DJI Mic 2 wireless mic system brings AI noise reduction and 32-bit float audio – here’s why that’s a big deal for pros and amateurs

DJI Mic 2 compete kit in charging case with lid open
(Image credit: Future)

The DJI Mic 2 is the company’s latest portable wireless mic system, designed to deliver high-quality sound – and especially to enable clear vocals – without the fuss that often comes with complicated pro-level audio gear. 

This second-gen model rivals the Rode Wireless Pro, boasting some exciting new DJI tech that includes 32-bit float audio capture and AI-powered ‘intelligent noise reduction’. In short, straight out the box (or should I say charging case) you can start recording audio in auto mode, even in complex environments, without worrying about clipping, or the distracting noise around you.  

These smart pro-level features are packed into the same fool-proof design as the DJI Mic, with reliable magnetic mounts for quick mic setup with your subjects, and an instant sync between mic and receiver.


♬ just outside, you can see the northern lights - Daniel G. Harmann

The complete kit includes two transmitters (mics) for dual-channel audio (covering two subjects or a single subject with stereo sound), one receiver, a charging case, wind shields, and a lav mic, plus the necessary connectors, with all the components squeezed into a tiny carry case. At $349 / £309 / AU$529 for the complete kit, the DJI Mic 2 is a dream bit of gear for those working on small video productions, and for solo content creators who don’t have the luxury of having a dedicated audiofile on set. 

Why all the fuss about 32-bit float? 

In short, 32-bit audio has a greater dynamic range than 24-bit – which is the range of the first-gen DJI Mic – at 192dB to the original DJI Mic's 144.5dB, while 16-bit is only 96.3dB. However, 32-bit float (not a fixed frequency point) encodes wider values and has a potential range that covers up to 1,528dB.

DJI Mic 2 Price and availability

Available now, the complete DJI Mic 2 comprises two transmitters (in Black or Pearl White), one receiver, a charging case, lightning and USB-C receiver connectors, two windshields, a lav mic, plus carry case, and costs $349 / £309 / AU$529. If you only need a single receiver and no charging case, then it's $219 / £189 / AU$379, while you can buy some of the items separately, like the transmitters for $99 / £89 / AU$169. 

What do those numbers mean in reality? For one, 32-bit float can completely avoid audio clipping – for example when the sound suddenly goes really loud. Audio clipping is a major stress for filmmakers on set and in post production, for whom 32-bit float can be a godsend.

To use a digital photography analogy, it’s kind of like shooting raw instead of JPEG – with raw you can recover way more high-quality detail that would otherwise be lost with JPEG when the exposure is too bright or dark, or better correct color temperature when it’s off. So even if you get it wrong at capture, you can still turn out a decent final image. 

If you were to nail the exposure and color correctly at the point of capture, then JPEG format is sufficient, and in the same way, if you set audio gain correctly from the start, 24-bit should sufficiently capture audio frequencies. However, the reality for many video productions is that audio simply cannot be monitored easily on set, where anything can happen, including sudden high frequencies like your subject shouting into the mic. Whether you’re an amateur or a pro, 32-bit float is a big deal for audio recording – it's the ease of auto audio, with the flexibility to handle the unexpected.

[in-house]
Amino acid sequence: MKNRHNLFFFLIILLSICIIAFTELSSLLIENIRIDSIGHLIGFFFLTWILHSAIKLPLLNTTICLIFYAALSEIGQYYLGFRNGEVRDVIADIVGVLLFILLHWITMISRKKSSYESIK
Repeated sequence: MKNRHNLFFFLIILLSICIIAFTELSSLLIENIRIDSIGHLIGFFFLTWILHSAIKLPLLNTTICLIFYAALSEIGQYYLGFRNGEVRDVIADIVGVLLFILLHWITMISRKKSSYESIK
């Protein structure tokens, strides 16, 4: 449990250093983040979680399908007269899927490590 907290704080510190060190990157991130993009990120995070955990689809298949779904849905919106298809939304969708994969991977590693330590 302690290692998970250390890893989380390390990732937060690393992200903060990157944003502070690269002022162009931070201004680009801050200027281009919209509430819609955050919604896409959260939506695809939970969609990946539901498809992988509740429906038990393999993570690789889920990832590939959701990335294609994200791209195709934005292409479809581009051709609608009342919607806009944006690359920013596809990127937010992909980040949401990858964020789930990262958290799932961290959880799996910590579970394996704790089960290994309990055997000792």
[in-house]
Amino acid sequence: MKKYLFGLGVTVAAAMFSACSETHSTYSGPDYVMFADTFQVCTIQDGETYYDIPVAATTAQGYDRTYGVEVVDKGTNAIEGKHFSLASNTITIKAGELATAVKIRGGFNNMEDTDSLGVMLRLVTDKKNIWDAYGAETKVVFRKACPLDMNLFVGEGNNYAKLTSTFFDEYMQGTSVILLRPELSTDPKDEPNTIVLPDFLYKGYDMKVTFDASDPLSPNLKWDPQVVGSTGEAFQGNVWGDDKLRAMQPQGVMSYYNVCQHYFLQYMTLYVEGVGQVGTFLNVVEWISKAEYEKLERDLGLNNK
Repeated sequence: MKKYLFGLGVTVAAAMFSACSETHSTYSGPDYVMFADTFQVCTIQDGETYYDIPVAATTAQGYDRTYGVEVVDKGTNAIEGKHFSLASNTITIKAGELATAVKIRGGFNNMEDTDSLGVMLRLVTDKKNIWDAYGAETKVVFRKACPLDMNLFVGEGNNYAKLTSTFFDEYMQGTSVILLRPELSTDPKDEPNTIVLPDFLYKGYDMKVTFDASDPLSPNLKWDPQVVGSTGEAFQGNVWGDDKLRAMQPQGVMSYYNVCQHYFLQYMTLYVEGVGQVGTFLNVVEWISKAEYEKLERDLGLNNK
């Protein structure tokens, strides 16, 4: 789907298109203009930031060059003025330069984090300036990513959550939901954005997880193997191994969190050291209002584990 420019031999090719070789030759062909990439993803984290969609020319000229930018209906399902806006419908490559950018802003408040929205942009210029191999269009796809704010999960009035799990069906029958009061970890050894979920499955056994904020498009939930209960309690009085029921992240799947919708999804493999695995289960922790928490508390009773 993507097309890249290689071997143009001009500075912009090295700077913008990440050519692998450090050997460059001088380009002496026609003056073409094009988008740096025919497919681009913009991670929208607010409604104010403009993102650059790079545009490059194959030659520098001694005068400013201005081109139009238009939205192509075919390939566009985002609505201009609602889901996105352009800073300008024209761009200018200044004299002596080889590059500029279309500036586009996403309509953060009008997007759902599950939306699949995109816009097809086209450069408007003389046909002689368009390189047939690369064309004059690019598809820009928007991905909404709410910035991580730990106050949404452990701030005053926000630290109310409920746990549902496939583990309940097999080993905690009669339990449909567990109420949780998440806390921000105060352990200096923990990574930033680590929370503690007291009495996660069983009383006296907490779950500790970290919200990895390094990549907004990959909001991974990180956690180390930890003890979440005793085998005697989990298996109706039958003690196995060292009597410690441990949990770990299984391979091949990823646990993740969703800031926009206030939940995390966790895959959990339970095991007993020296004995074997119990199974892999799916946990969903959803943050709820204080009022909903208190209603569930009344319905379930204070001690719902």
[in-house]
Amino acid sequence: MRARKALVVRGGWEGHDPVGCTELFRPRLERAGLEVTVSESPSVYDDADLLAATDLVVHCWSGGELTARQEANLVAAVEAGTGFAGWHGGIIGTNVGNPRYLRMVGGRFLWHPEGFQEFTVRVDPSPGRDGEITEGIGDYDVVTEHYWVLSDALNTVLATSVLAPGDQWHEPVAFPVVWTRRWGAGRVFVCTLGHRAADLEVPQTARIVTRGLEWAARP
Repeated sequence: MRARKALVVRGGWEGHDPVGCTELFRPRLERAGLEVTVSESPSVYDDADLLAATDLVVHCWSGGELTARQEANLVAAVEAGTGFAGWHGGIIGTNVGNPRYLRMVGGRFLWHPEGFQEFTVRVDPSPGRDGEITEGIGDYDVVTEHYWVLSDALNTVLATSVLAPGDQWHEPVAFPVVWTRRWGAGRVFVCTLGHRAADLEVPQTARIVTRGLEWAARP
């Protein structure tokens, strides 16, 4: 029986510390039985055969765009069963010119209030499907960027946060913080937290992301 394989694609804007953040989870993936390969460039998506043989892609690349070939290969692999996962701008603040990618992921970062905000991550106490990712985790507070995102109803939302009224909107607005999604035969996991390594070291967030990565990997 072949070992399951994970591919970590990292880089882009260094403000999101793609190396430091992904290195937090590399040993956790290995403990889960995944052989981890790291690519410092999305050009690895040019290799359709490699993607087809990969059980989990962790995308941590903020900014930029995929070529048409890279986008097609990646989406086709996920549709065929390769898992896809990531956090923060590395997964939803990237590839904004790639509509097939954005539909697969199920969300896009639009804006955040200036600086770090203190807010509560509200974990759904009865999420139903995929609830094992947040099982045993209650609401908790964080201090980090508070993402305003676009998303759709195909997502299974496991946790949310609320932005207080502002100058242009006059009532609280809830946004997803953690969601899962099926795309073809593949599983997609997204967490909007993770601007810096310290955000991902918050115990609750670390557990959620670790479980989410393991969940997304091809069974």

Smart audio

In addition to 32-bit float, DJI has introduced AI noise reduction that effectively reduces environmental noise. Whether you’re travel-vlogging from a bustling city street, wandering echoey conference halls at an event, or dealing with the hum of road traffic or an air conditioner fan in earshot of your interviewee, DJI’s intelligent noise reduction could become a super-handy tool, ensuring maximum possible vocal clarity. 

Another new tool is direct Bluetooth connection between camera and transmitter, effectively bypassing the DJI Mic 2 receiver – ideal for the times you’d rather not connect the receiver to your phone (or DJI Omso Pocket 3 / Osmo Action 4). I should point out that if you opt for that connection method, you lose the ability to record in 32-bit float. You can also opt for Safety Track, which records a backup second track at -6dB should there be severe audio spikes. Neat. 

If you want engaging video content, great-quality sound is vital, but achieving that is easier said than done. For vloggers and small video production outfits, who are often working in high-pressure shoots with limited resources, the powerful, smart and no-fuss DJI Mic 2 is a superb option. 

You can find out more in our upcoming review, plus you can also check out TechRadar's Tiktok

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Timothy Coleman
Cameras editor

Tim is the Cameras editor at TechRadar. He has enjoyed more than 15 years in the photo video industry with most of those in the world of tech journalism. During his time as Deputy Technical Editor with Amateur Photographer, as a freelancer and consequently editor at Tech Radar, Tim has developed a deeply technical knowledge and practical experience with cameras, educating others through news, reviews and features. He’s also worked in video production for Studio 44 with clients including Canon, and volunteers his spare time to consult a non-profit, diverse stories team based in Nairobi. Tim is curious, a keen creative, avid footballer and runner, and moderate flat white drinker who has lived in Kenya and believes we have much to enjoy and learn from each other.